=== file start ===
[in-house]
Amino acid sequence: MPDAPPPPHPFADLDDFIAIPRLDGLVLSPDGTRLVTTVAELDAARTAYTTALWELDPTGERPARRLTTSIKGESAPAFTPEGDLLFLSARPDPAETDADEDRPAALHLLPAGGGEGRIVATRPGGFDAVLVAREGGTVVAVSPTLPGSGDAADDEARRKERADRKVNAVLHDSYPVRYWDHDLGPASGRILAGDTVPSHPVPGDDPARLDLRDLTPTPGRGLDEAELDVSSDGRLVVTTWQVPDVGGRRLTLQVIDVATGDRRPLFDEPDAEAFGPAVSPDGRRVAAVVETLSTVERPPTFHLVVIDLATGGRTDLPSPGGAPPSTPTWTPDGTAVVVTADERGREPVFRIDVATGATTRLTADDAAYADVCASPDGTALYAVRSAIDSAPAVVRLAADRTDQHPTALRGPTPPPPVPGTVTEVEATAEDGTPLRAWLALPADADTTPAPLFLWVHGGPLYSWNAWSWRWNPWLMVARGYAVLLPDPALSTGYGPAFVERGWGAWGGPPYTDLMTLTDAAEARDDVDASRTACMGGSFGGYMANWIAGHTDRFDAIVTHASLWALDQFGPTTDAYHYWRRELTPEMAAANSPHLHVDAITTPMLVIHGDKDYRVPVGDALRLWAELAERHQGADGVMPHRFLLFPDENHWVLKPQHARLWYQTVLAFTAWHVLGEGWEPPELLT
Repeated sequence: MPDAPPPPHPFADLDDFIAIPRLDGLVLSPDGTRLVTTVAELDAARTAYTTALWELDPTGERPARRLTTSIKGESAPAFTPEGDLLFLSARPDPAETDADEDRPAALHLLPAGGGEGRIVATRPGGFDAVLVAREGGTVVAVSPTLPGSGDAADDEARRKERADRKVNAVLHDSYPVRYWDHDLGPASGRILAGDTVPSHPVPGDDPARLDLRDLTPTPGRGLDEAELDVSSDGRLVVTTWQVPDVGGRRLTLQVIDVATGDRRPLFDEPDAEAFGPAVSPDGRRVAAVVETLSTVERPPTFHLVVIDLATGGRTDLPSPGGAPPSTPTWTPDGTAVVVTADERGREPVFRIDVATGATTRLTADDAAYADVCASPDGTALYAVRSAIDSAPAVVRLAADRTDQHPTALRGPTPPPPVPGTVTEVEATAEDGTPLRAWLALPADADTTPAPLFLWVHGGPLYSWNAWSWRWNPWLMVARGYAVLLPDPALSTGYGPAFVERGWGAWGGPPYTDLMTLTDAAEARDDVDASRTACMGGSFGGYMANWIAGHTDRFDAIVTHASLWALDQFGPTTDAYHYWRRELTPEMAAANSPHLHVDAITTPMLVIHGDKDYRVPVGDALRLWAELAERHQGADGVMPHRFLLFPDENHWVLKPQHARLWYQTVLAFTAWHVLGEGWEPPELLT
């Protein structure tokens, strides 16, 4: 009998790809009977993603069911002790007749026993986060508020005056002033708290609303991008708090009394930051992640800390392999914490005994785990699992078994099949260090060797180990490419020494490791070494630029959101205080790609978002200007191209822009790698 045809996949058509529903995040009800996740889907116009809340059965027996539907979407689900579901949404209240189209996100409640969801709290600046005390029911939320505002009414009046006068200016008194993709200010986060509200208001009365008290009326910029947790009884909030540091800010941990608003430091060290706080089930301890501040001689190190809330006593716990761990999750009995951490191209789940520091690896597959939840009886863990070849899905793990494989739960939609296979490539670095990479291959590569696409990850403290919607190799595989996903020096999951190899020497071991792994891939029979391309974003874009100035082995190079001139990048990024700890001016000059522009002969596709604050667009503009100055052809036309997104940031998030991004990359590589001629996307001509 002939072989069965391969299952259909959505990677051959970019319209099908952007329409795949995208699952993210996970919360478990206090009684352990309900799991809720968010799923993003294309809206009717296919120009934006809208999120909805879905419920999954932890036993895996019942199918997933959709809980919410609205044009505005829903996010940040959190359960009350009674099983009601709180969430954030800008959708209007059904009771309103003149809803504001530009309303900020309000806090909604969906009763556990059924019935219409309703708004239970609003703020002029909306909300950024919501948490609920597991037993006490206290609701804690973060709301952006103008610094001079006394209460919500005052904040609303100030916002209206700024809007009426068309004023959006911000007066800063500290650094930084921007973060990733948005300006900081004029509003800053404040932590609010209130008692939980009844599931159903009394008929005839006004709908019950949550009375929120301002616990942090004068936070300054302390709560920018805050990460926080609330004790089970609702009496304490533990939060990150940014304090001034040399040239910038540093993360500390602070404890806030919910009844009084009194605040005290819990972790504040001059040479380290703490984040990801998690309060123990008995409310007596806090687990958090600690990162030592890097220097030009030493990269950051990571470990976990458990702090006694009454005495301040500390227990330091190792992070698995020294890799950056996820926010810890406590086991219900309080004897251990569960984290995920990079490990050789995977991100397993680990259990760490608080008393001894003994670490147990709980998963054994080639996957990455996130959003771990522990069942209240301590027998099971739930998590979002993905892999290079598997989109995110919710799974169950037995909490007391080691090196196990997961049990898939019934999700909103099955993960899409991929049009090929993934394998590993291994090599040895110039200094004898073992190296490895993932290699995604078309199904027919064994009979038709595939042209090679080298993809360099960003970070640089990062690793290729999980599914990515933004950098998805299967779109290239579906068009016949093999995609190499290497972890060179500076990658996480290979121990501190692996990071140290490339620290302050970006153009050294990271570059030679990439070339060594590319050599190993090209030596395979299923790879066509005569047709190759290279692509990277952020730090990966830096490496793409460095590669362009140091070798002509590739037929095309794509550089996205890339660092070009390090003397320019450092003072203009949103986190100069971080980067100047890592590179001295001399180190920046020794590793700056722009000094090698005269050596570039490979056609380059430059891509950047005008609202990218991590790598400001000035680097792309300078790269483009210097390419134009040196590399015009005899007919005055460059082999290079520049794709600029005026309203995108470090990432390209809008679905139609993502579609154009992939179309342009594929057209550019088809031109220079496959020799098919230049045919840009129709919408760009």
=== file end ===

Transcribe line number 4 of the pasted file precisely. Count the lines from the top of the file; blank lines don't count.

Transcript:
């Protein structure tokens, strides 16, 4: 009998790809009977993603069911002790007749026993986060508020005056002033708290609303991008708090009394930051992640800390392999914490005994785990699992078994099949260090060797180990490419020494490791070494630029959101205080790609978002200007191209822009790698 045809996949058509529903995040009800996740889907116009809340059965027996539907979407689900579901949404209240189209996100409640969801709290600046005390029911939320505002009414009046006068200016008194993709200010986060509200208001009365008290009326910029947790009884909030540091800010941990608003430091060290706080089930301890501040001689190190809330006593716990761990999750009995951490191209789940520091690896597959939840009886863990070849899905793990494989739960939609296979490539670095990479291959590569696409990850403290919607190799595989996903020096999951190899020497071991792994891939029979391309974003874009100035082995190079001139990048990024700890001016000059522009002969596709604050667009503009100055052809036309997104940031998030991004990359590589001629996307001509 002939072989069965391969299952259909959505990677051959970019319209099908952007329409795949995208699952993210996970919360478990206090009684352990309900799991809720968010799923993003294309809206009717296919120009934006809208999120909805879905419920999954932890036993895996019942199918997933959709809980919410609205044009505005829903996010940040959190359960009350009674099983009601709180969430954030800008959708209007059904009771309103003149809803504001530009309303900020309000806090909604969906009763556990059924019935219409309703708004239970609003703020002029909306909300950024919501948490609920597991037993006490206290609701804690973060709301952006103008610094001079006394209460919500005052904040609303100030916002209206700024809007009426068309004023959006911000007066800063500290650094930084921007973060990733948005300006900081004029509003800053404040932590609010209130008692939980009844599931159903009394008929005839006004709908019950949550009375929120301002616990942090004068936070300054302390709560920018805050990460926080609330004790089970609702009496304490533990939060990150940014304090001034040399040239910038540093993360500390602070404890806030919910009844009084009194605040005290819990972790504040001059040479380290703490984040990801998690309060123990008995409310007596806090687990958090600690990162030592890097220097030009030493990269950051990571470990976990458990702090006694009454005495301040500390227990330091190792992070698995020294890799950056996820926010810890406590086991219900309080004897251990569960984290995920990079490990050789995977991100397993680990259990760490608080008393001894003994670490147990709980998963054994080639996957990455996130959003771990522990069942209240301590027998099971739930998590979002993905892999290079598997989109995110919710799974169950037995909490007391080691090196196990997961049990898939019934999700909103099955993960899409991929049009090929993934394998590993291994090599040895110039200094004898073992190296490895993932290699995604078309199904027919064994009979038709595939042209090679080298993809360099960003970070640089990062690793290729999980599914990515933004950098998805299967779109290239579906068009016949093999995609190499290497972890060179500076990658996480290979121990501190692996990071140290490339620290302050970006153009050294990271570059030679990439070339060594590319050599190993090209030596395979299923790879066509005569047709190759290279692509990277952020730090990966830096490496793409460095590669362009140091070798002509590739037929095309794509550089996205890339660092070009390090003397320019450092003072203009949103986190100069971080980067100047890592590179001295001399180190920046020794590793700056722009000094090698005269050596570039490979056609380059430059891509950047005008609202990218991590790598400001000035680097792309300078790269483009210097390419134009040196590399015009005899007919005055460059082999290079520049794709600029005026309203995108470090990432390209809008679905139609993502579609154009992939179309342009594929057209550019088809031109220079496959020799098919230049045919840009129709919408760009």